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As an actress, singer, dancer and soon-to-be Broadway star, Ana Villafañe may seem to be living a perfect life for a 26-year-old. But what people don't see from the outside is the condition she has been living with for the past 19 years: juvenile arthritis.

Juvenile arthritis, or JA, is an autoimmune disorder that involves swelling in one or more joints lasting at least six weeks, and is considered the most common form of arthritis, according to the Arthritis Foundation website.

Ana's older sister Carmen, a UCF graduate of 2009, has been by her sister's side through the whole experience, and they have both been advocates for change in the understanding of JA.

The Arthritis Foundation hosts the National Juvenile Arthritis Conference for children and families every year during the month of July to raise awareness for JA. The four-day conference started on Thursday, where children from all around the country have been participating in the 31st annual event of educational sessions.

Only a few years after she was diagnosed, Ana started becoming involved with the groups that were held at each conference, where she would bond with other children who were in her same shoes — which is about 300,000 in the United States, according to a press release.

Now, 15 years later, she has emphasized the effect the conference has had on her, and she inspires to make a lasting impact of her own.

"I like to actually get involved because I feel like I've received so much help in my life," she said. "As you grow up, you kind of lose the sense of embarrassment about it, you start to just own it and you stop apologizing. … It just becomes part of the package."

A record attendance of 1,700 participants registered to visit Caribe Royale Resort in Orlando for the conference to learn more about their disease and build friendships with others living with JA, the release states.

"For kids who might have siblings who are sick or have some chronic disease, it's really just a matter of being there the way they need you to be there," Carmen said. "You see her and you would never know [she has JA]. And I think that's largely because of the way that we were brought up.

"To everyone else, she was different. But to us, this was her reality."

Although Ana always had the support of her family and close friends, she said growing up in a different kind of way was not always very easy. In and out of a wheel chair was difficult for her when she was little, especially when she went to high school.

"There was a lot of feeling like I was sometimes being treated like I was a porcelain doll, like I was about to break. And then there's that intuitive, stubborn piece of myself that wanted to do anything to be against that," she said. "I would try to do anything to get the attention off of that because the last thing I wanted was for someone to look at me and be like, 'Oh, that's the girl who's sick.'"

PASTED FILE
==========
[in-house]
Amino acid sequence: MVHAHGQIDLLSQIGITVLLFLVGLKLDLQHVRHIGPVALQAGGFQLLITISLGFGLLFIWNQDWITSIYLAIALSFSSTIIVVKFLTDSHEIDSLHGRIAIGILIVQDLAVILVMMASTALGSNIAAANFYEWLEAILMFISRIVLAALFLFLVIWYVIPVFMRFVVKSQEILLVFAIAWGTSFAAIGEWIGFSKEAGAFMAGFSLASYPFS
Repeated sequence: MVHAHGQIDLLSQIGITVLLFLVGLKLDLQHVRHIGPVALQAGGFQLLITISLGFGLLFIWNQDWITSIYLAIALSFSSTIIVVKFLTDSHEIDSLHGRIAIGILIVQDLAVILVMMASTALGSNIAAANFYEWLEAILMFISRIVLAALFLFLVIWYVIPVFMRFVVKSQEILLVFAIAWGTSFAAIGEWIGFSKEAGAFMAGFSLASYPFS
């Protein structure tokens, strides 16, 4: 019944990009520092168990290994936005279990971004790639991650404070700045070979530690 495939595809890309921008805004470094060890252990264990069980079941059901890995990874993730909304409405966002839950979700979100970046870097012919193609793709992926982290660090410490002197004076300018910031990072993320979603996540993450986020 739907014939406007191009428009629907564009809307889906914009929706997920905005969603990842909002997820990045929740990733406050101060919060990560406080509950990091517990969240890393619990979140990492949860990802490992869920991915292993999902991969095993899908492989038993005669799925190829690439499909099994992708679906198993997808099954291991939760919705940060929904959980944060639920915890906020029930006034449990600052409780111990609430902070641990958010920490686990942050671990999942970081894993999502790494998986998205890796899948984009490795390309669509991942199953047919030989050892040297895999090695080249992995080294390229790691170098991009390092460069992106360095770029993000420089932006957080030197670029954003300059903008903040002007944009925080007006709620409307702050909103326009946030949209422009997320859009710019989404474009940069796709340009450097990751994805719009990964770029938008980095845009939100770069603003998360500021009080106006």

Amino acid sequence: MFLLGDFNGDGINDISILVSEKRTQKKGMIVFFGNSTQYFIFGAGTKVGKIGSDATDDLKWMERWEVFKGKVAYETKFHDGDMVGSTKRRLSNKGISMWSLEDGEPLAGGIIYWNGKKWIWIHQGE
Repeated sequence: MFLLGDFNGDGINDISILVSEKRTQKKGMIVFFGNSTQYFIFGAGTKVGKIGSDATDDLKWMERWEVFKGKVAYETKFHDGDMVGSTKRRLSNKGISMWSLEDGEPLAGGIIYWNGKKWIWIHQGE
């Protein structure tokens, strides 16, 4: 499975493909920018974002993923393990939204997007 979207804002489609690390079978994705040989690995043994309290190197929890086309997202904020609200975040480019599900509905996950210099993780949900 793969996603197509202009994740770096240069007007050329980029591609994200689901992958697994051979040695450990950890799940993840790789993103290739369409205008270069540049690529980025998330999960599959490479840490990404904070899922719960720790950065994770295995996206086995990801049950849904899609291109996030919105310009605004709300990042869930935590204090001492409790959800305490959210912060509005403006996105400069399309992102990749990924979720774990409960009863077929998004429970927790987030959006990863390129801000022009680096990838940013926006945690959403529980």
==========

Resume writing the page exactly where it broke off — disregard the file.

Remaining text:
Ana took the obstacles of growing up and used them to build a heightened sense of awareness and maturity that others her age had not yet developed.

She said living with JA has also trained her to be proud of certain things from a different perspective. Running for cross country, practicing on the cheer team and going to the gym every morning has helped her experience a special sense of accomplishment.

"When I crossed the finish lines in cross country, I was never winning races, but the fact that I was finishing them was a really big deal to me," she said. "I didn't have to talk about it. It was just a personal victory."

Carmen shared a room with Ana growing up, taking care of her when she needed assistance unstiffening or getting out of bed.

"We're sisters at the end of the day," Carmen said, now working in New York as Ana's publicist as she steps into the life of a celebrity.

Ana graduated from Loyola Marymount University in Los Angeles, California, and will be moving to New York at the end of August, taking her passion with her.

She will be performing the lead role of Gloria Estefan in the new Broadway production On Your Feet! — a musical based on the life and music of Emilio and Gloria Estefan — which will premiere on Broadway Nov. 5. She has put her acting talents into the films South Beach, which will be available on Hulu on Wednesday, and Max Steel, which is slated to be released Jan. 2016.

"In many ways, she's my hero," Carmen said. "They always say celebrities and actors were born for it, and there's literally no other job she can do because this is her life. She eats, sleeps and breathes it."

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Rachel Stuart is the News Editor for the Central Florida Future. Follow her on Twitter at @RachSage or email her at RachelS@CentralFloridaFuture.com.

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